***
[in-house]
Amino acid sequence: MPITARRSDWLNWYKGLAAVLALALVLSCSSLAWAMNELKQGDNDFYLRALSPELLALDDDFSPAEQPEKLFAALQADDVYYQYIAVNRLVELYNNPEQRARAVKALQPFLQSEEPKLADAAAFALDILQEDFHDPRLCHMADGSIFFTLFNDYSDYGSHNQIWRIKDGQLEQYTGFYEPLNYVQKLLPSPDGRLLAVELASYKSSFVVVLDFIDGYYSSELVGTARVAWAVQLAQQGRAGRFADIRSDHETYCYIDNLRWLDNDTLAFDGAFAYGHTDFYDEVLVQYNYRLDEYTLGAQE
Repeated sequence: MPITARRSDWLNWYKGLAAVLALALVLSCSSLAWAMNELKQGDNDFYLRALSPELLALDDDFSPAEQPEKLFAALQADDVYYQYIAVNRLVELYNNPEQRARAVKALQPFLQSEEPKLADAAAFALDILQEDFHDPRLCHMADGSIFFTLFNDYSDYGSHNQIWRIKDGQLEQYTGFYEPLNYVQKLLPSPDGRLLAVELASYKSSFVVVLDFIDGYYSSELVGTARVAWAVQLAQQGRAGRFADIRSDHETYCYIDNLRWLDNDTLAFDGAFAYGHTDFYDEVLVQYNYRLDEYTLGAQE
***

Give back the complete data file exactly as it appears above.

[in-house]
Amino acid sequence: MPITARRSDWLNWYKGLAAVLALALVLSCSSLAWAMNELKQGDNDFYLRALSPELLALDDDFSPAEQPEKLFAALQADDVYYQYIAVNRLVELYNNPEQRARAVKALQPFLQSEEPKLADAAAFALDILQEDFHDPRLCHMADGSIFFTLFNDYSDYGSHNQIWRIKDGQLEQYTGFYEPLNYVQKLLPSPDGRLLAVELASYKSSFVVVLDFIDGYYSSELVGTARVAWAVQLAQQGRAGRFADIRSDHETYCYIDNLRWLDNDTLAFDGAFAYGHTDFYDEVLVQYNYRLDEYTLGAQE
Repeated sequence: MPITARRSDWLNWYKGLAAVLALALVLSCSSLAWAMNELKQGDNDFYLRALSPELLALDDDFSPAEQPEKLFAALQADDVYYQYIAVNRLVELYNNPEQRARAVKALQPFLQSEEPKLADAAAFALDILQEDFHDPRLCHMADGSIFFTLFNDYSDYGSHNQIWRIKDGQLEQYTGFYEPLNYVQKLLPSPDGRLLAVELASYKSSFVVVLDFIDGYYSSELVGTARVAWAVQLAQQGRAGRFADIRSDHETYCYIDNLRWLDNDTLAFDGAFAYGHTDFYDEVLVQYNYRLDEYTLGAQE